A Sin of Colour

Debendranath Roy, in his mid-thirties, last seen entering a punt on the Cherwell, is believed drowned.

Twenty years pass. His father has died, the woman he loved has grown more beautiful, while his English wife has grown reconciled to widowhood. Then Debendranth returns, to explain his actions and ask for help.

The real hero of Sunetra Gupta’s new novel is a house in Calcutta. Called Mandalay by its first British owner, it passes into the hands of the wealthy Roy family, and it is to Mandalay that Indranath Roy in the early thirties brings his clever but childlike young bride Reba. The family’s fortunes fluctuate, independence and partition robs them of some of their wealth, but they remain in the house. It is the next generation and Reba’s sons that eventually abandon it to ruin, making their own fortunes away from Calcutta.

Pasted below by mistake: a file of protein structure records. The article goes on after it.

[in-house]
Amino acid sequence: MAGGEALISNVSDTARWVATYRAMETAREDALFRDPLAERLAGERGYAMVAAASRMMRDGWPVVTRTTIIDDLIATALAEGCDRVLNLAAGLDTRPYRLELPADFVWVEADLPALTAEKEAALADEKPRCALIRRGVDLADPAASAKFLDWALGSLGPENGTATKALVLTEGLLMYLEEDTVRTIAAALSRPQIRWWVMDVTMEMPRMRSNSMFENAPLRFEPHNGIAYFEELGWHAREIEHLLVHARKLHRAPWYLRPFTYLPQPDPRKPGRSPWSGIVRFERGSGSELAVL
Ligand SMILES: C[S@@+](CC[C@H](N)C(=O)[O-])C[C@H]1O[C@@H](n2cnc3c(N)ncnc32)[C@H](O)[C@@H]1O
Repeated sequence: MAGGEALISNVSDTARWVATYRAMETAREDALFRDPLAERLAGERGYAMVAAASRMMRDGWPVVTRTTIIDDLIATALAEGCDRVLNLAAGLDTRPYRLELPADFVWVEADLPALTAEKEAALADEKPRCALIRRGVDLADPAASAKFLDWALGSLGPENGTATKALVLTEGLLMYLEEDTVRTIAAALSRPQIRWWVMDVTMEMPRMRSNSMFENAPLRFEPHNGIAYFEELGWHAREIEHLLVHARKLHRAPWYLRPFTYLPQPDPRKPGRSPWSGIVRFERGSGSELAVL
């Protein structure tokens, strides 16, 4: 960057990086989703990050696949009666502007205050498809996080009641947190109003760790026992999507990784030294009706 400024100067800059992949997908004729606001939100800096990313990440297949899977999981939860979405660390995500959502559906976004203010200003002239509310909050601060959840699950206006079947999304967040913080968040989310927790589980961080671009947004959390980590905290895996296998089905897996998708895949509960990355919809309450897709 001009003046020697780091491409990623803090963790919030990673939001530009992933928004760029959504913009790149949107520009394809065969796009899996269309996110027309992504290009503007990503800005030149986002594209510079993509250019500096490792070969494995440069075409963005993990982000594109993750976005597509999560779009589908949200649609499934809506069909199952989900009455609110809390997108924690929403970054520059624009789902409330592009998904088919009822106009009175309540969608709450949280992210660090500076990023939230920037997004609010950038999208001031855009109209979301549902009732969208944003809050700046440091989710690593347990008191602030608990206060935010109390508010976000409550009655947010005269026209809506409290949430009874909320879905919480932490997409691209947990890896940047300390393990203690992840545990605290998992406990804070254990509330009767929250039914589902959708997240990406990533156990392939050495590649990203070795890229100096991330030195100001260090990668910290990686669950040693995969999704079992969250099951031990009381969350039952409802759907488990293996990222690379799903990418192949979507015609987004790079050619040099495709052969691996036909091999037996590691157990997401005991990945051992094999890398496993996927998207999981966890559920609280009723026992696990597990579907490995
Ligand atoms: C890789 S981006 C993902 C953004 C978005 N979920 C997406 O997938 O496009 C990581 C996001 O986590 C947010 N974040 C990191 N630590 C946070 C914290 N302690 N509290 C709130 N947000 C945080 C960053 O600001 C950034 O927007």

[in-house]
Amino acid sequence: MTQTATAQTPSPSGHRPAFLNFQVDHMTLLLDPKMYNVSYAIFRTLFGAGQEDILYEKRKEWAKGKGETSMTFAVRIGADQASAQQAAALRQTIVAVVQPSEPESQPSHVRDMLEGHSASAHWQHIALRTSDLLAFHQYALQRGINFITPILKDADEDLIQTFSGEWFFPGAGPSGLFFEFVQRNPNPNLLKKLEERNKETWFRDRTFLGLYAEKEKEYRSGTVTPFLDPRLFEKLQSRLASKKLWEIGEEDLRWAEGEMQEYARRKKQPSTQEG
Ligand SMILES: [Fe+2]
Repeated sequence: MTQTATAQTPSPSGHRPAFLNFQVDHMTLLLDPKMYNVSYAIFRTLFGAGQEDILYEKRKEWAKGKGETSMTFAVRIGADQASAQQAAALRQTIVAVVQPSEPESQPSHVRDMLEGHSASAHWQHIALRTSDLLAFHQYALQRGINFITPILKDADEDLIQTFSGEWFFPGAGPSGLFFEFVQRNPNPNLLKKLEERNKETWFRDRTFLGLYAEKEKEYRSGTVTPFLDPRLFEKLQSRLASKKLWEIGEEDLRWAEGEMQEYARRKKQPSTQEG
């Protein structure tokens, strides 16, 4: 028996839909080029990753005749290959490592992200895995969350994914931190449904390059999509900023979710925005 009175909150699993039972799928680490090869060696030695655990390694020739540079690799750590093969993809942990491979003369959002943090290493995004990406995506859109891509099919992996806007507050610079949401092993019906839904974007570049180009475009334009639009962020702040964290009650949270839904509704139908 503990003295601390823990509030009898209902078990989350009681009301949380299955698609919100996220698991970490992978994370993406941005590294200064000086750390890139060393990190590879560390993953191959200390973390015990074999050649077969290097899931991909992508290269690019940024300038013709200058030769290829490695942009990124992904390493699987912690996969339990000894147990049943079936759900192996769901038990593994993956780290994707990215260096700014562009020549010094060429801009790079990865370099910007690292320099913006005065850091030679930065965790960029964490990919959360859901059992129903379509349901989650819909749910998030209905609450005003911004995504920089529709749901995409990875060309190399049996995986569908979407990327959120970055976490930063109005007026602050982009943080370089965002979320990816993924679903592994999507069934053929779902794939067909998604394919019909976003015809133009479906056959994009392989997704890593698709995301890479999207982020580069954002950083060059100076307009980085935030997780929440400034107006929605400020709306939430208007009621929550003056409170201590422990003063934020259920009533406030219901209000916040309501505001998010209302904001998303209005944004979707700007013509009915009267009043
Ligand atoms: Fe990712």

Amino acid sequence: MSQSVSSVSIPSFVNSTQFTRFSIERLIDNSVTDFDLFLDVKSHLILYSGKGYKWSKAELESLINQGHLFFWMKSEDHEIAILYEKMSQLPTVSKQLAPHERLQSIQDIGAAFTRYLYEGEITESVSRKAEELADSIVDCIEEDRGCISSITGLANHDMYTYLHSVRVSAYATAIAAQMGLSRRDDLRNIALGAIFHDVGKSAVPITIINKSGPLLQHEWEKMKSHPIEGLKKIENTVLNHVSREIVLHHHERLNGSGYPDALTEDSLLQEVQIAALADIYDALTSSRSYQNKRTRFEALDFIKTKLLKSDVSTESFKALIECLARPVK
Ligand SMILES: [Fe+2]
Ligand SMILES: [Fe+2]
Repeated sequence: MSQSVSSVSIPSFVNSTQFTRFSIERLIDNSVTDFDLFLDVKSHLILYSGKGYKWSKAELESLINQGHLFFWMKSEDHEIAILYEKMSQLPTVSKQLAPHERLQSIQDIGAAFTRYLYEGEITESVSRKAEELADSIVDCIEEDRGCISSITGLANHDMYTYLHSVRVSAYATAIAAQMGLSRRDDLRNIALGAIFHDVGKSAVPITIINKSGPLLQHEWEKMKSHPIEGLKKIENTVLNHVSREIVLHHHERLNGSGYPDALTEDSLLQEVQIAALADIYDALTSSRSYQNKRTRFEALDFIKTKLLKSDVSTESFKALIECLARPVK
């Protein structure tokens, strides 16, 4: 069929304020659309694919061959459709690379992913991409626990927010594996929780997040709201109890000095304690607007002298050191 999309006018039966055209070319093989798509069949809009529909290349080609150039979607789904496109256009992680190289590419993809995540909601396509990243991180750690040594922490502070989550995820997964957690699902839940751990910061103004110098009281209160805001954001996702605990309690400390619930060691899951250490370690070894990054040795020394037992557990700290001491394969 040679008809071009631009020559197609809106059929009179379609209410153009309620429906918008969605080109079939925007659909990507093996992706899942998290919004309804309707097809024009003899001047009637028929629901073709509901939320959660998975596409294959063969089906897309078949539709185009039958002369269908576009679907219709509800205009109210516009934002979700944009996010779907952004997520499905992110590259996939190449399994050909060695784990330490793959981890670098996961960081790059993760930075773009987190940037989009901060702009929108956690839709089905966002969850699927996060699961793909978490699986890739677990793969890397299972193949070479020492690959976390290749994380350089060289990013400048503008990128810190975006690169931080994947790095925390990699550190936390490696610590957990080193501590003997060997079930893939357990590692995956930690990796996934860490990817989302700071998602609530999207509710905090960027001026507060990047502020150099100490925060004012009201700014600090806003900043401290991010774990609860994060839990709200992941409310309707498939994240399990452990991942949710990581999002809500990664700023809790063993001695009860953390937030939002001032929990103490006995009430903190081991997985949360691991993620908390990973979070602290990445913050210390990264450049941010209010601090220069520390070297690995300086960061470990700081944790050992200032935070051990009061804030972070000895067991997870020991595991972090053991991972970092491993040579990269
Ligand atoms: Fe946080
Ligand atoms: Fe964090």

When Debendranath Roy returns to life it is to the gates of Mandalay, he comes expecting to find it as he left it, but instead he finds ghosts of his past.

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